Module 4 Global Change (gv sections) 13. 1 Physical Geography: Seasonal Change; Long Term Change, Plate Tectonics
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Module 4 Global Change (GV SECTIONS )
13.1 Physical Geography: Seasonal Change; Long Term Change, Plate Tectonics.
12 lessons The relationship between the global structures and processes of the Earth’s surface. The location of tectonic processes and the consequences of such processes.
The theory of plate tectonics.
Characteristics of tectonic plates.
Brief history of theory
(Wegener, Vine-Matthews etc.).
Discussion of lithospheric plates:
link with earth structure.
• Character of crust:
link with oceanic and continental plates;
Secondary source utilisation:
maps at a variety of scales;
Question on major structural features*
Biological and geological evidence of plate tectonics; the Mid-Atlantic Ridge; palaeo-magnetism and sea floor spreading.
The global pattern of tectonic
activity and its relationship to constructive, destructive
and conservative plate margins; hot
Constructive margins (faulting, earthquakes and volcanic activity).
Destructive margins (subduction, earthquakes and
fold mountain formation).
Conservative margins (faulting
• Continental drift and the break
up of Pangaea: continental fit;
• More recent evidence for plate movement:
polar wandering curves; stripe like magnetic anomalies; ‘recent’ age of ocean floor.
relationship between plate boundaries.
• Mapping link between active volcanoes/earthquakes and plate boundaries. Anomalies of hot spots.
• Divergent plates:
Mid Atlantic ridge;
E. African ridge;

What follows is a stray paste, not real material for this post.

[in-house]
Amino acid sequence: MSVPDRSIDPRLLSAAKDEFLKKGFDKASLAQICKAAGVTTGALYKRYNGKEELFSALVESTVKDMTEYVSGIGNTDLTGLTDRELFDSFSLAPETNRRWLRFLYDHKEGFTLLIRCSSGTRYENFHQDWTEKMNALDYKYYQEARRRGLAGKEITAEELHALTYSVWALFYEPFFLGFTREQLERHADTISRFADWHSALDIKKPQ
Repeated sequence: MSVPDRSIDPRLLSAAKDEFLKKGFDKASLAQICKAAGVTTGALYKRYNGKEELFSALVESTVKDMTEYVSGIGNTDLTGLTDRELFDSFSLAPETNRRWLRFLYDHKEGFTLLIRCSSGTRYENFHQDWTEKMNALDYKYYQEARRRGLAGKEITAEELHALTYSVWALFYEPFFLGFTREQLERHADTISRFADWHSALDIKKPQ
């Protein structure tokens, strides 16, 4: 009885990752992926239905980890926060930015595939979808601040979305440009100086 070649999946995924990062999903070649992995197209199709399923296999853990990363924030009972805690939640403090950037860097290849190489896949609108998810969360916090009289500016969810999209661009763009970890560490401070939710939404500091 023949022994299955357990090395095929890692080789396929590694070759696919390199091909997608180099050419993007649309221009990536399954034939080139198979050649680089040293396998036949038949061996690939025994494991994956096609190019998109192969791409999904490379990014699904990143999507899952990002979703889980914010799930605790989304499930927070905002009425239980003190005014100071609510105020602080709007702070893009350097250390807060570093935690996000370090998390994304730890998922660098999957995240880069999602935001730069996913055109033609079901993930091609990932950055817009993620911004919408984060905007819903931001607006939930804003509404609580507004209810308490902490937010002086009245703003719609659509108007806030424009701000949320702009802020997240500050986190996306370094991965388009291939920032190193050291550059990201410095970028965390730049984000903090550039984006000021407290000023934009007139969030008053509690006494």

basaltic lava and its features (pillow lava);
• Convergent plates:
Ocean trench/andesitic lava;
Ocean/ocean - island arc;
Ocean/continental - Andean fold mountains;
Continental/continental - Himalayan.
San Andreas Fault.
Analysis and evaluation of evidence.
Limitation of evidence.
Geology questinan movement rates*
Module 4 - Global Change
13.2 People and the Environment: Hazards; Conflicts over Resources
Burglary: urban distribution;
distribution, frequency of
occurrence and scale of the
The effects of the hazard on
the physical, built and human environments.
hazard can be predicted and/or prevented.
Types of response to the hazard, varying from fatalism to reaction, protection and prevention. Individual or collective responses, hazard
management and relief.
Definition of burglary i.e. breaking and entering to remove property. Data sources e.g., newspapers, crime statistics and their limitations. Distribution within the urban area e.g., difference between inner city
and suburbs. Frequency e.g. chance of repeat burglary. Scale e.g., type of goods/value/number affected.
e.g., property damage, physical
injury, psychological stress, economic
cost to individual and
areas experiencing frequent
Prediction based on previous
experience. Prevention e.g., alleviating the causes, removing the opportunity.
Meaning with examples of fatalism, reaction (e.g. call police), protection (e.g. alarms), prevention (e.g. social programmes) individual response (e.g. greater security), collective response (e.g. neighbourhood watch), management (e.g. police programmes), relief (e.g. insurance, victim support), success and limitations of the above including crime displacement.
Fieldwork could be
data (e.g., newspapers,
crime statistics and
Notes on basic patterns – basic theory.
Data from Stafford.
Notes – some discussion re personal anecdotes.
GIS data from the N-E.
Geofile Oxford Case Study. Clear elaboration of terminology re responses.
Question on burglary*
Structured essay question